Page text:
The Brand New Superfood
Sometimes it can take a while to come around to new health trends, especially those labeled as “superfoods.” Many people today are still on the fence about kale, or even cold-pressed juices. However, a possible new trend that comes recommended by scientists makes a kale and wheatgrass smoothie sound like an ice cream sundae. Biochemist Subramanian Ramaswamy and his colleagues at the Institute for Stem Cell Biology and Regenerative Medicine in Bangalore, India, recently stumbled upon a surprisingly healthy new food: cockroach milk. (We’ll give you a second if you need to go throw up now.)
Cockroaches Make Milk?!
The researchers say that cockroach milk isn’t exactly “milk.” They discovered the substance when studying the cockroach embryos. The milk is actually a protein crystal that grows in the middle of a certain cockroach’s stomach, specifically, the Diploptera punctate cockroach–the only roach known to give live birth to its young, as opposed to laying eggs. It gets its superfood status because the milk is reportedly four times more nutritious than cow’s milk–not to mention the fact that it’s a “complete food,” meaning that it contains proteins, fat, and sugar. It has all of the necessary amino acids to be a complete protein, too.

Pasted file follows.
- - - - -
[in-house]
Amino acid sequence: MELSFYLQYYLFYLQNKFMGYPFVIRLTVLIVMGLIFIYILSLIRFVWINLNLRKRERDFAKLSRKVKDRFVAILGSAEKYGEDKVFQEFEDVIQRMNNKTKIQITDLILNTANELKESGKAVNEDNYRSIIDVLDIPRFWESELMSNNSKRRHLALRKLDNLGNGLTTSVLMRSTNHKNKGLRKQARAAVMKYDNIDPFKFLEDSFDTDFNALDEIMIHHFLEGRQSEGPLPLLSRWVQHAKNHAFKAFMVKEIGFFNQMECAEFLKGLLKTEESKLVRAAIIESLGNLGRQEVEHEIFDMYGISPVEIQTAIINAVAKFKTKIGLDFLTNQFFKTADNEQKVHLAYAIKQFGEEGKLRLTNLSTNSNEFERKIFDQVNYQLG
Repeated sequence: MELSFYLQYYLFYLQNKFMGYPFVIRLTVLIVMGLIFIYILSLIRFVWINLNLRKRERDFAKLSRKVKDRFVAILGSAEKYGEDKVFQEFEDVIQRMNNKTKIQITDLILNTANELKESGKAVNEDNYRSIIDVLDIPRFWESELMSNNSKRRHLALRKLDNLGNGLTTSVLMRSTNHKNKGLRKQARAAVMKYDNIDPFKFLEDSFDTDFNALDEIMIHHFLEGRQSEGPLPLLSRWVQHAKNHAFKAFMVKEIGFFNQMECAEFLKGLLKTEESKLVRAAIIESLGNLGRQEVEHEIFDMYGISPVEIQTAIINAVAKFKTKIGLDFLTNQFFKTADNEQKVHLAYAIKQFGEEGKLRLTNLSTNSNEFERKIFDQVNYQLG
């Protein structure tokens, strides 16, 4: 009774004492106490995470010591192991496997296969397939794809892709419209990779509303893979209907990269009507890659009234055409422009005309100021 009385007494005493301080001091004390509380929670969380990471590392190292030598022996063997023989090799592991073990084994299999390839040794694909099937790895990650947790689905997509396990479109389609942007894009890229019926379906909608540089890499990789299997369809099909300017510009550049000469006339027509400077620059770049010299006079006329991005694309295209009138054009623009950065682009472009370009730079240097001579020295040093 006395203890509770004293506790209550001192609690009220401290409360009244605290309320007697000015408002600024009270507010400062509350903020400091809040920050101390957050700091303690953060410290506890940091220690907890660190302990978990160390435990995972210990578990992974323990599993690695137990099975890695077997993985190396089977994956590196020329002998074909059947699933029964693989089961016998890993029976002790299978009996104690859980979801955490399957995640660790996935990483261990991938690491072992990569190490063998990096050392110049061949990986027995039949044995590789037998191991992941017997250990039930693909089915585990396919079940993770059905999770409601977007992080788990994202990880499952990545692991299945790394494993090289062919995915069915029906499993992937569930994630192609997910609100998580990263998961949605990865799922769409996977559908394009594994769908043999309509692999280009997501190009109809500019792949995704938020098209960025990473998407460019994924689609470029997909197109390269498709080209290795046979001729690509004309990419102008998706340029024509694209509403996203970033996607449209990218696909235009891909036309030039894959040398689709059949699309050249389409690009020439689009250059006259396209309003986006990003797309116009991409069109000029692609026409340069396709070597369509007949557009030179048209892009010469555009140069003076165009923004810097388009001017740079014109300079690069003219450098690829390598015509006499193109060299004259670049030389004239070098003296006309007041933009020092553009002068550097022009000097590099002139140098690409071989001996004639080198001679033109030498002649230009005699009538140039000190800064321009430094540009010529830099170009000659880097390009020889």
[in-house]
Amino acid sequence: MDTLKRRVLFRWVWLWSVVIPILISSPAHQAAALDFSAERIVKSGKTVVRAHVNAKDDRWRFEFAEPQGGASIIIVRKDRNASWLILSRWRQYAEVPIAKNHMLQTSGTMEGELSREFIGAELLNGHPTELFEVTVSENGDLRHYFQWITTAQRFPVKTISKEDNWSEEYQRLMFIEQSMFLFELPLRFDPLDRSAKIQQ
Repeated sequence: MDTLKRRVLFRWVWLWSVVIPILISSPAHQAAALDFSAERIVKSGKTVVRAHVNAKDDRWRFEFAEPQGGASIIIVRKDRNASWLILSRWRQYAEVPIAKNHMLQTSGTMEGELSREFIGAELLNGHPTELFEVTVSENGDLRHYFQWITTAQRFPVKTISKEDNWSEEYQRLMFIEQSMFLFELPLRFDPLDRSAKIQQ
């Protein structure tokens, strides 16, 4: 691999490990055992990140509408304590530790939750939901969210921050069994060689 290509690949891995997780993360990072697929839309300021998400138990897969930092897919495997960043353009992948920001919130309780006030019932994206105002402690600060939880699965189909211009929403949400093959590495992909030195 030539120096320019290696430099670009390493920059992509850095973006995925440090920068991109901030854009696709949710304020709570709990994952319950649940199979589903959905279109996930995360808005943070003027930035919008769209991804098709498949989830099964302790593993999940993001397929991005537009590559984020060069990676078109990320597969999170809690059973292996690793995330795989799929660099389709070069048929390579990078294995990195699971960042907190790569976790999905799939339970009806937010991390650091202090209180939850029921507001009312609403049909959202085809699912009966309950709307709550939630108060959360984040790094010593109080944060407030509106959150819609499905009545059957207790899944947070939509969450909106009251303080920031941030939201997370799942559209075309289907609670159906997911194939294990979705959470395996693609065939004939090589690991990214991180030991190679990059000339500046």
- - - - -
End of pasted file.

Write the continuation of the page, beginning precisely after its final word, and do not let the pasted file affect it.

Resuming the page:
How is it Obtained?
Animal (and insect) rights activists can breathe easy: the scientists aren’t going to actually “milk” the cockroaches. Instead, they’re trying to synthesize a similar chemical food in a laboratory. That’s probably a good idea, because according to one of the team’s scientists, the flavor “doesn’t taste like anything special.”
How Will it be Used?
The scientists think that this crystal may be the key to feeding the world’s ever-growing population, whether in pill-form, or as an additive to other foods or water. The scientists aren’t recommending the cockroach milk for Westerners, whose diets are already rich enough in calories.
The Future of Cockroach Milk
While it may be a potentially new solution to supplement the diets of multitudes of people in the future, health-conscious trend-seekers may prefer to stick with the other so-called superfoods for now–or, at least until someone creates a version of cockroach milk that tastes like bacon!